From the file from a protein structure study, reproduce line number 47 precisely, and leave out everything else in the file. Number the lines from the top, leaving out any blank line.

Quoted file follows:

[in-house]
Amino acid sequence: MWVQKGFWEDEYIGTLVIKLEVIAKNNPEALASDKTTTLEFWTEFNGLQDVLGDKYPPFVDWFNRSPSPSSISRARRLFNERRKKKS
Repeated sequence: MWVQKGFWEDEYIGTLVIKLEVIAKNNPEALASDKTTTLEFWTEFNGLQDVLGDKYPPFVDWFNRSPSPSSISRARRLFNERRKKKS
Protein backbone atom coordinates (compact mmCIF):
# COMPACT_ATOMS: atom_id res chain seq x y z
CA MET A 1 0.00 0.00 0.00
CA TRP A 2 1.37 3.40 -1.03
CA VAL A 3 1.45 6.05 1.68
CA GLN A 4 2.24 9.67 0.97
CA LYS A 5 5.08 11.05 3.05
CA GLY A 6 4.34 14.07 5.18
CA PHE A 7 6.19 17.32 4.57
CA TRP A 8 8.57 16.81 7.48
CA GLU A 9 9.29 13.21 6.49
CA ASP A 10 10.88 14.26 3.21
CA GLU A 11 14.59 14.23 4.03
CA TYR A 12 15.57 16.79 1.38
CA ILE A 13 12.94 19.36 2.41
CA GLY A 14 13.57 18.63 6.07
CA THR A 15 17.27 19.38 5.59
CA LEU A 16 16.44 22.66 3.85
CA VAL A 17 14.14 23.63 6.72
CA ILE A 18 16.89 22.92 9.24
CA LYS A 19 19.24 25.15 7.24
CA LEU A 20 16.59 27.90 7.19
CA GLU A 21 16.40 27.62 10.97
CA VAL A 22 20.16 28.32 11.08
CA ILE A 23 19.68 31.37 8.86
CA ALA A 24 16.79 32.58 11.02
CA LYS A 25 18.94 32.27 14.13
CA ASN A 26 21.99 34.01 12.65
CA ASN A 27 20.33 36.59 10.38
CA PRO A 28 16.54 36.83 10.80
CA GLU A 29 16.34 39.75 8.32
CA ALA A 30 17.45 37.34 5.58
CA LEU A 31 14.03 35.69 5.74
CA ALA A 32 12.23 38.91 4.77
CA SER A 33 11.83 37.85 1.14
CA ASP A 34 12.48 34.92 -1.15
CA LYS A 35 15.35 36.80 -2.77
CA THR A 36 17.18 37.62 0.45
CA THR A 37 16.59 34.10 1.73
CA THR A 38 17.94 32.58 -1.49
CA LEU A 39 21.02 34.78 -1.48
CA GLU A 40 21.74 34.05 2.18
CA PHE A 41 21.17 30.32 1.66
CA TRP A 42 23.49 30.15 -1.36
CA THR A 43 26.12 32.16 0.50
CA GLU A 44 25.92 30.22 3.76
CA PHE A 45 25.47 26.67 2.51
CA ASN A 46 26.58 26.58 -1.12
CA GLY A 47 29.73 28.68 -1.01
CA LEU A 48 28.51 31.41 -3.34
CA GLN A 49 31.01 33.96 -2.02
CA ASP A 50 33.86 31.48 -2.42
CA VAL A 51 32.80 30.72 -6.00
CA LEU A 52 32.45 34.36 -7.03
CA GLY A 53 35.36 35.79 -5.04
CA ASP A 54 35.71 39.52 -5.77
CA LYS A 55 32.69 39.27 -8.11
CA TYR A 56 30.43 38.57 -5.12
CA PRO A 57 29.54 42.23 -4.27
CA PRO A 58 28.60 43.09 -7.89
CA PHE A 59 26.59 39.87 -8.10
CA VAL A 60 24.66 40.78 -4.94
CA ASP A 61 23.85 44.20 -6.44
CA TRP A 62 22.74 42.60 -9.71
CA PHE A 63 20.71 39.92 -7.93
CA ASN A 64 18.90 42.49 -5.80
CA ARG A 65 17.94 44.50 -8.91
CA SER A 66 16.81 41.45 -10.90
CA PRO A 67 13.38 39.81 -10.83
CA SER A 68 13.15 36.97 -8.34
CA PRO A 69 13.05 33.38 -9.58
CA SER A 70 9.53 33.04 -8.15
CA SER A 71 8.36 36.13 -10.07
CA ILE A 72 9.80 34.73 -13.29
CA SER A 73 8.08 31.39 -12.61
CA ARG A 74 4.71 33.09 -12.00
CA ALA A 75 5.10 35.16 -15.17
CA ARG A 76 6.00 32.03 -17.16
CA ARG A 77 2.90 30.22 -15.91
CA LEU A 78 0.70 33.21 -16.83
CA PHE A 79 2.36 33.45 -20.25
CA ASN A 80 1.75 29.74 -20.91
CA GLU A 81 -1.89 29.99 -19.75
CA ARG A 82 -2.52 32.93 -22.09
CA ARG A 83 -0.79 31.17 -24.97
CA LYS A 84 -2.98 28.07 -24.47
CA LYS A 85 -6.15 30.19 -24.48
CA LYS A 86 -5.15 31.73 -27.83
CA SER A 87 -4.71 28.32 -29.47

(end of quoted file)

CA TRP A 42 23.49 30.15 -1.36